This area of country is about as un-commercialized as any you’ll ever see.
The reason, I think, is the few people who live here year-round don’t need much….they’ve come here for the simple life….and most visitors are relatives of those who live here OR whose families have vacationed here for generations….and they’ve come here for the simple life!
The village where we’re parked can’t support two gas stations….there’s an empty Shell station. The BP station sells t-shirts & hunting licenses and rents videos.
The single grocery store serves two villages, and is closed on Sundays. The single hardware store is a small-town gem, with one of everything under the sun and two of a couple things!
The roads mostly go straight. This picture was shot on a rare hazy day, but see the line of low hills at the horizon? Sault Ste Marie….on the Canadian side…..about 28 miles….up the road that was laid out by a rifle!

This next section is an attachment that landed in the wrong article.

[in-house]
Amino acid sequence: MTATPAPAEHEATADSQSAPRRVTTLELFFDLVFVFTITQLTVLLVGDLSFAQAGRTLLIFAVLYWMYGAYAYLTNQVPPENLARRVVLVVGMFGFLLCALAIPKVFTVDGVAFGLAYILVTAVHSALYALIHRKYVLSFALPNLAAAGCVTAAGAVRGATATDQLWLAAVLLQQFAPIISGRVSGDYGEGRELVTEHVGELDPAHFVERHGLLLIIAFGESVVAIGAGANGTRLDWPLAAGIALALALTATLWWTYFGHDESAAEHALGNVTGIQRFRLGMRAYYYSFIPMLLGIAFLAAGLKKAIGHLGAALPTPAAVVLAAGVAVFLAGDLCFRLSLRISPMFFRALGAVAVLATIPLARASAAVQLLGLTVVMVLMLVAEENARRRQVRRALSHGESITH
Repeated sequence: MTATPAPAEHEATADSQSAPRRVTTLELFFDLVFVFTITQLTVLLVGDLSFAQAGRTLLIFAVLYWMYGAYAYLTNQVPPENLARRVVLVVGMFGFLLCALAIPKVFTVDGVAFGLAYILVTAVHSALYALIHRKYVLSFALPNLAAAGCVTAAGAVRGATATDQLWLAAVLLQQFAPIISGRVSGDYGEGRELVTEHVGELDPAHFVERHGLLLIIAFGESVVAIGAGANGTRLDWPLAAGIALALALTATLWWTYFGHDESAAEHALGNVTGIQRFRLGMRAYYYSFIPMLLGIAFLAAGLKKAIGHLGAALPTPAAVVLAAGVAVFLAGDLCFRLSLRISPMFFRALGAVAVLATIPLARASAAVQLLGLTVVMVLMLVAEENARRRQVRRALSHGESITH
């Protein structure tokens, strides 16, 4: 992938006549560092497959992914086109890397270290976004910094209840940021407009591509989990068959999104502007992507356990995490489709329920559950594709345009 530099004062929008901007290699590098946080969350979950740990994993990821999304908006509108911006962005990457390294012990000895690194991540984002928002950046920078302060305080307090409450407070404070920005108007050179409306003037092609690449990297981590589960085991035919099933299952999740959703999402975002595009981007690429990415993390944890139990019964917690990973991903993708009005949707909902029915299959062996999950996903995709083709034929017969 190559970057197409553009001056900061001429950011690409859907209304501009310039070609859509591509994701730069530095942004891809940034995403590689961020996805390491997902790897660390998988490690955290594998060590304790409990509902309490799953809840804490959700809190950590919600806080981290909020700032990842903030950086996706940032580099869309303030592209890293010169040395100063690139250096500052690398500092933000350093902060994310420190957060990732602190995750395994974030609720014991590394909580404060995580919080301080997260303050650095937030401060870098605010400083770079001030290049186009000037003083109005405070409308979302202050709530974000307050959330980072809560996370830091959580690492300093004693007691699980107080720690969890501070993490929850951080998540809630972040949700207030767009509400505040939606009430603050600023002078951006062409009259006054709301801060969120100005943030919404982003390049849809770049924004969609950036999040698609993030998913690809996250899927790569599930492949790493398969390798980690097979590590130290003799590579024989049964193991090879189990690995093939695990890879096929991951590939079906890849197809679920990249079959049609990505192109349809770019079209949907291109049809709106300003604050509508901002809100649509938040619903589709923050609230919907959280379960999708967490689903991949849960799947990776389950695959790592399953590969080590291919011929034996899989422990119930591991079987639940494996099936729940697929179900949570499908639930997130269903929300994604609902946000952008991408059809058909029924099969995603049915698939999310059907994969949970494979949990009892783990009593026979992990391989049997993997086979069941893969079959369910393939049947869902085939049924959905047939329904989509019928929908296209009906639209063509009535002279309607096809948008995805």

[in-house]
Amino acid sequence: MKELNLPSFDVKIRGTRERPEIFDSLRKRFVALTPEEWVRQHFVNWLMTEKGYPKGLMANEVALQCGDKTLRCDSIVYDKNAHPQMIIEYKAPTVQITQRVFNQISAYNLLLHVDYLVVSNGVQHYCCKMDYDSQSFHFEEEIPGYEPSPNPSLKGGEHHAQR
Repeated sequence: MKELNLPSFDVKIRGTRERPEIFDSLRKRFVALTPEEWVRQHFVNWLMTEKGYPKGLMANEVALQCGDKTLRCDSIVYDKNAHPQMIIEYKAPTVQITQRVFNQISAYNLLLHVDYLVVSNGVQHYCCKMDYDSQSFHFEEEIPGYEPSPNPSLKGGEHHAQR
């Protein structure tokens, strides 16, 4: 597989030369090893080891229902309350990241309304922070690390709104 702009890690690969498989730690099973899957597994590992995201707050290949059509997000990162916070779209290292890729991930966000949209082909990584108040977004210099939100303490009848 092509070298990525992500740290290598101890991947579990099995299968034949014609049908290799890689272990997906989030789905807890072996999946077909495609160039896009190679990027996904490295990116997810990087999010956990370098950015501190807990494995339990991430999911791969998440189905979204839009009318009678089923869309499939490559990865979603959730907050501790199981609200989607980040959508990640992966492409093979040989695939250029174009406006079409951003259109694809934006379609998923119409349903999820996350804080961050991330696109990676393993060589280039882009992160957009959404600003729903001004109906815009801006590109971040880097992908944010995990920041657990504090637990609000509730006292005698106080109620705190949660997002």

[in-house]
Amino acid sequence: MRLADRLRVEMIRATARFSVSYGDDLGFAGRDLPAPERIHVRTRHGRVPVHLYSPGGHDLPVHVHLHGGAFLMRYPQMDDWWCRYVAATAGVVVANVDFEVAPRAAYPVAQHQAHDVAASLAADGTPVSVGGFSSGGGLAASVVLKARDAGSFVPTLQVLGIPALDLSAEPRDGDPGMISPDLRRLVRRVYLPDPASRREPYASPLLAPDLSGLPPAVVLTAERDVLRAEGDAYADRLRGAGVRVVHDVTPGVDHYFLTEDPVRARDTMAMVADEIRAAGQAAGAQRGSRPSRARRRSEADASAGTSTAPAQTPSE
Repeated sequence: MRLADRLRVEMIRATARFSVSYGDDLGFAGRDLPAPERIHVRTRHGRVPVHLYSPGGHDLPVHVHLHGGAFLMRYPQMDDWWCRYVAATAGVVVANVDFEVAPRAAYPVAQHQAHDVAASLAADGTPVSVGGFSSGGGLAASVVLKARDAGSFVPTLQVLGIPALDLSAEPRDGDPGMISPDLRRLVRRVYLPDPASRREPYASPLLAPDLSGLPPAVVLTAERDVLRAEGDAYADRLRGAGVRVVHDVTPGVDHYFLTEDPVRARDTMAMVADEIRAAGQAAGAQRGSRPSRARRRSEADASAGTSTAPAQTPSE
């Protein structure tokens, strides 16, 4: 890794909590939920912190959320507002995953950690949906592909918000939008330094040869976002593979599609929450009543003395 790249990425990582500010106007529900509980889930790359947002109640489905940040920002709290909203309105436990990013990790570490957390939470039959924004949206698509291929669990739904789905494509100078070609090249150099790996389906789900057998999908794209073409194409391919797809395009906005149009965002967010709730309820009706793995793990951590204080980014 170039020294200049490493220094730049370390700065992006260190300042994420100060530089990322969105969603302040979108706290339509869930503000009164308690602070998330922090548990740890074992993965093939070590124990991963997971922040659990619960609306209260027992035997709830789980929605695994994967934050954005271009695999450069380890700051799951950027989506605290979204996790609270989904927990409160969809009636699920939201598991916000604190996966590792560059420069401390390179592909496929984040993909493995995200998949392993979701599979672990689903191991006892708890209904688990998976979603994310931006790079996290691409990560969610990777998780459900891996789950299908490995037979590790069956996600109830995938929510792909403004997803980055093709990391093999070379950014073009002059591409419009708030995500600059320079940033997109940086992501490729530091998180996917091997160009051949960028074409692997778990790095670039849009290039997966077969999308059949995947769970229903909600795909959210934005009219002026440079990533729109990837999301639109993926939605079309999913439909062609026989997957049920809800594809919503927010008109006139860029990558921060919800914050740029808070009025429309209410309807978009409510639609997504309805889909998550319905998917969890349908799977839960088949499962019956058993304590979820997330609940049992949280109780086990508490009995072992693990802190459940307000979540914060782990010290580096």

“What,” I hear you ask, “does this have to do with the shore?”
Know how you go to St Augustine but can barely see the water, and then usually from the moving car window? Tall hotels line the shore….
Know how you can stop along Highway 1 in a dozen places near Bodega Bay? Oops, no room to park because they’re all jammed with people….
The shoreline here is unspoiled and available.
The main road runs along the shore for 35 miles from Interstate 75 (yes, the same one we drove in Dayton every day for 36 years!) east to the end of land at De Tour Village.
The second picture below shows the multiple shorelines that occur with the multiple Les Cheneaux Islands.
The final picture below is the marina at De Tour Village. I’m told most of the large ships going to and from Lake Superior and the Soo Locks travel the channel between De Tour Village and Drummond Island….which is just on the other side of this marina. Maybe we’ll get some shots for you before we leave the area….